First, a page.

By Peter Fowler
One thing I forgot to check when I purchased my small farm in Hawke’s Bay in 2001 was the Internet connection. Which was really stupid given I owned a rapidly growing Internet news service, newsroom.co.nz.
Turns out I live in a communications black hole, despite being just 20 mins from Havelock North. There wasn’t/still isn’t any cell phone coverage, no terrestrial radio or television signals.
The only comms I had were copper wires from a 1980s Telecom wireless party-line transmitter at the gate which pointed to an antennae on nearby Mt Kahuranaki. Importantly the phone worked during a power cut. But after a long power cut about 5 years ago the battery died and it no longer worked and they wouldn’t fix it.
2degrees seems to exclusively offer the recent wifi calling feature, which means I can now use my mobile phone, but it still doesn’t work in a power cut.
The top download speed when I arrived at Hapua was 16Kbs on a dial up modem. It took hours to download a 1MB email, in which time dozens more emails of similar size would come in and start backing up. I couldn’t work, so began a desperate search for a solution.
In mid-2001, I ended up paying $30,000 to get a big satellite dish installed on the homestead roof and got an account with a company that provided comms for the likes of remote research stations. Monthly bills were in the thousands and the speeds/performance were not good enough to stream video.
But at least I could download my emails and load web pages.
Over the next ten years, I would spend another $25,000 just on hardware getting another four satellite dishes installed from various providers, as I continued my quest for faster internet speeds.
One thing that really pisses me off is the false hope given when broadband companies ring you to offer great deals with high speeds. We go through the morbid process of them actually looking up my location coverage and confirm I am in the group that will likely never get high speed Internet in the air or with cable.
They managed to get electricity lines to the farm way back in the day, but nobody seems willing to run high speed internet cables along the power lines like they did in Australia.
Apart from all the things wrong with telling a minority they can never have an essential service the majority enjoys, there are good business and social reasons for extending broadband, say along power lines, to areas such as mine.
Attracting digital entrepreneurs and remote workers to live in the country brings people with lots of spending money that is sourced off-farm and is not subject to the vagaries of the local economy. NZ country schools are the best but as school rolls decline, the addition of remote worker families would provide a boost.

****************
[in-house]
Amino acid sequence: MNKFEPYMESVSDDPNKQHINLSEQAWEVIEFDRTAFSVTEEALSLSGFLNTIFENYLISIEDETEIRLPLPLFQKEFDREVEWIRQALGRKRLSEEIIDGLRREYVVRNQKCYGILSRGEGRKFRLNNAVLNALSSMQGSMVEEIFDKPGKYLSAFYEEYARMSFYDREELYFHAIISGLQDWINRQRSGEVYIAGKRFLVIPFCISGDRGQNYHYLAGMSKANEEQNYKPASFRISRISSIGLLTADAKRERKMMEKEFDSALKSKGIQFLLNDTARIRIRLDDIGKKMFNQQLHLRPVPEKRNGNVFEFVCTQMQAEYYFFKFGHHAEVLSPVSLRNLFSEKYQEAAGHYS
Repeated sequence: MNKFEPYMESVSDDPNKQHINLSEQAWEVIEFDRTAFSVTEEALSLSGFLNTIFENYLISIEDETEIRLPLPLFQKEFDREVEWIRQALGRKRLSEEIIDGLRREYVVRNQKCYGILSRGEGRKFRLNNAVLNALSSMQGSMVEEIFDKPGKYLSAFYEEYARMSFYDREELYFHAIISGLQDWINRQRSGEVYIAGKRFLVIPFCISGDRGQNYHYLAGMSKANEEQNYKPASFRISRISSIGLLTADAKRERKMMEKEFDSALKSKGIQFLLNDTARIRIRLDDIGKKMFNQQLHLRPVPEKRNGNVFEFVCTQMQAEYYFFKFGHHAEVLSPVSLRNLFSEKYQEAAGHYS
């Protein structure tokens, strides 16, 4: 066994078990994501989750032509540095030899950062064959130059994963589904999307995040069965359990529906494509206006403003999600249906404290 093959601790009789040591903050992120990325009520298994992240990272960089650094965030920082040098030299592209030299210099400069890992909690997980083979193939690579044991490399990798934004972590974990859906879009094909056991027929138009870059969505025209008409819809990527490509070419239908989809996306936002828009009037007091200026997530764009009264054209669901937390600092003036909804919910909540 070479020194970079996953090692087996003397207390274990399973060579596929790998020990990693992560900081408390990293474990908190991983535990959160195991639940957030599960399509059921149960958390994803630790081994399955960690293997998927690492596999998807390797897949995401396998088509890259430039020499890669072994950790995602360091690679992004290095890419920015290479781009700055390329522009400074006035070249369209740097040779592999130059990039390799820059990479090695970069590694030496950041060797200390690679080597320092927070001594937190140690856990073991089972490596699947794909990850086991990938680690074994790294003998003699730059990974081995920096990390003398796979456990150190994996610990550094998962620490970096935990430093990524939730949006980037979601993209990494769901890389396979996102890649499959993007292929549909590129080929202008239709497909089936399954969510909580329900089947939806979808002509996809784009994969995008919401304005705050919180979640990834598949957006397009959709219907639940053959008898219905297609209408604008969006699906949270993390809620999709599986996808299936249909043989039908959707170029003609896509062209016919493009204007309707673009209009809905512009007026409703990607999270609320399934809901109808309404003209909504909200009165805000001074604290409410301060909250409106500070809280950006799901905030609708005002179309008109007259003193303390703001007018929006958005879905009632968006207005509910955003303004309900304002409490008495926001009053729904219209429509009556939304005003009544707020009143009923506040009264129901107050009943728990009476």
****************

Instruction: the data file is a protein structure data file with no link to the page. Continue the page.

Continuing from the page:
But they need reliable high speed Internet, not to mention the locals who are already there.
Unlike 20 years ago when I arrived at Hapua, there is now a high speed satellite option available through Elon Musk’s Starlink, which by all accounts can give 100-200 Mbs from anywhere. The catch is it costs thousands to set up and install, starting with hardware and shipping at $1210. The monthly cost: $159.
Starlink appears to have NZX-listed telecommunications infrastructure provider Chorus worried. Chorus is building approximately 70% of the new fibre optic Ultra-Fast Broadband network, and received a government subsidy of nearly $1 billion to do it. Just last month in an article online it wrote Starlink “is changing things quite a bit” and is at pains to point out the sizable up-front costs while presenting the alternatives.
As a satellite internet veteran, the one issue I encountered with NZ satellite providers was their transmitters were high in space, so information was sent in packets. This meant a YouTube video would play for a couple of minutes, pause for a few seconds, and then repeat. You rip your hair out.
The reason Starlink is changing things is because its satellites are much closer to earth, so it can stream a constant signal and is superior to the old systems I used and, if you can afford the setup costs, it would appear to rival Chorus’s Ultra Fast Broadband.
Starlink’s service could dent Chorus but is unlikely to displace it, but it could wipe out small rural broadband entrepreneurs such as Ray Taylor from Gecko. I couldn’t care less what happens to Chorus, because they don’t care about my community. But I care about what happens to Ray.
Over 15 years ago I was driving home and saw a small sign in a paddock and spray painted in black was “Need Broadband – Call Ray.” So I did. This young bloke in his early 20s had put a wireless transmitter on top of nearby Mt Kahuranaki and could deliver uninterrupted internet of 10Mbs for a fraction of the cost I was paying for the incumbent satellite provider.
He solved my problem.
I became his third customer and today he delivers usable internet to thousands of rural households across Hawke’s Bay.
Starlink is ten to twenty times faster but about 25 percent more expensive than Gecko Broadband and you get a landline with Gecko. Gecko Broadband customers are Starlink’s target market and if big setup costs were overcome, say through Government subsidy, US-based Starlink has the potential to wipe out these small local providers.
Then everybody is at the whim of Elon Musk, who once in a monopolistic position, could set pricing higher and higher. So whatever happens, if I can afford Starlink one day, it will have to be on top of a continuing subscription to Gecko to ensure we retain a local broadband solution, even if it’s not as fast.
Or the Government could give another billion dollars to our rural broadband pioneers such as Ray Taylor and he could launch a global service to rival Elon Musk, using the nearby Rocket Lab launch pad on the other side of Hawke Bay.